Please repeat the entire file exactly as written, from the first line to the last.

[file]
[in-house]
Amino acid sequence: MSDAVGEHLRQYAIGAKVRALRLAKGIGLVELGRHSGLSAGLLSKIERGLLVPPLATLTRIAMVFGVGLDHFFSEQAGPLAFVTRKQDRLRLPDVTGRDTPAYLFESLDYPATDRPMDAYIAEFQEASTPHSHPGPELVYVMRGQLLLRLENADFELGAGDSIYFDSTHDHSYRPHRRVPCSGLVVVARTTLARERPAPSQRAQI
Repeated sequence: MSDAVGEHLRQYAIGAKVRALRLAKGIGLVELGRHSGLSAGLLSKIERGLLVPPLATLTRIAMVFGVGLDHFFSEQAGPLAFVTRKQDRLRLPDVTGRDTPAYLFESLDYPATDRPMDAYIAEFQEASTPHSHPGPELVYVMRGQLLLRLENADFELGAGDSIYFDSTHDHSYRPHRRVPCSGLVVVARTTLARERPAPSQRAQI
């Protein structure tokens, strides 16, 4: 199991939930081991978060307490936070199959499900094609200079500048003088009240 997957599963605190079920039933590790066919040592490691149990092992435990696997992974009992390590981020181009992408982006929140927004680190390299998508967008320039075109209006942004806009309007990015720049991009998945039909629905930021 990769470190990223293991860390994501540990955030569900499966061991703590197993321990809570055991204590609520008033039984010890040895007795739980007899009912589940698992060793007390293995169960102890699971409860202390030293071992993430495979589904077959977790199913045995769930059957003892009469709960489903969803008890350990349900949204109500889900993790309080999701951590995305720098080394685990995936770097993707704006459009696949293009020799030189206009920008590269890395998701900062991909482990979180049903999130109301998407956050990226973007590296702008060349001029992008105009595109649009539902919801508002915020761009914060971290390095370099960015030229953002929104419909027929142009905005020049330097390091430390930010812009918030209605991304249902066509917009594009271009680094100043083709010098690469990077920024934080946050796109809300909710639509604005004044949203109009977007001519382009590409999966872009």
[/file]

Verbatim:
[in-house]
Amino acid sequence: MSDAVGEHLRQYAIGAKVRALRLAKGIGLVELGRHSGLSAGLLSKIERGLLVPPLATLTRIAMVFGVGLDHFFSEQAGPLAFVTRKQDRLRLPDVTGRDTPAYLFESLDYPATDRPMDAYIAEFQEASTPHSHPGPELVYVMRGQLLLRLENADFELGAGDSIYFDSTHDHSYRPHRRVPCSGLVVVARTTLARERPAPSQRAQI
Repeated sequence: MSDAVGEHLRQYAIGAKVRALRLAKGIGLVELGRHSGLSAGLLSKIERGLLVPPLATLTRIAMVFGVGLDHFFSEQAGPLAFVTRKQDRLRLPDVTGRDTPAYLFESLDYPATDRPMDAYIAEFQEASTPHSHPGPELVYVMRGQLLLRLENADFELGAGDSIYFDSTHDHSYRPHRRVPCSGLVVVARTTLARERPAPSQRAQI
């Protein structure tokens, strides 16, 4: 199991939930081991978060307490936070199959499900094609200079500048003088009240 997957599963605190079920039933590790066919040592490691149990092992435990696997992974009992390590981020181009992408982006929140927004680190390299998508967008320039075109209006942004806009309007990015720049991009998945039909629905930021 990769470190990223293991860390994501540990955030569900499966061991703590197993321990809570055991204590609520008033039984010890040895007795739980007899009912589940698992060793007390293995169960102890699971409860202390030293071992993430495979589904077959977790199913045995769930059957003892009469709960489903969803008890350990349900949204109500889900993790309080999701951590995305720098080394685990995936770097993707704006459009696949293009020799030189206009920008590269890395998701900062991909482990979180049903999130109301998407956050990226973007590296702008060349001029992008105009595109649009539902919801508002915020761009914060971290390095370099960015030229953002929104419909027929142009905005020049330097390091430390930010812009918030209605991304249902066509917009594009271009680094100043083709010098690469990077920024934080946050796109809300909710639509604005004044949203109009977007001519382009590409999966872009």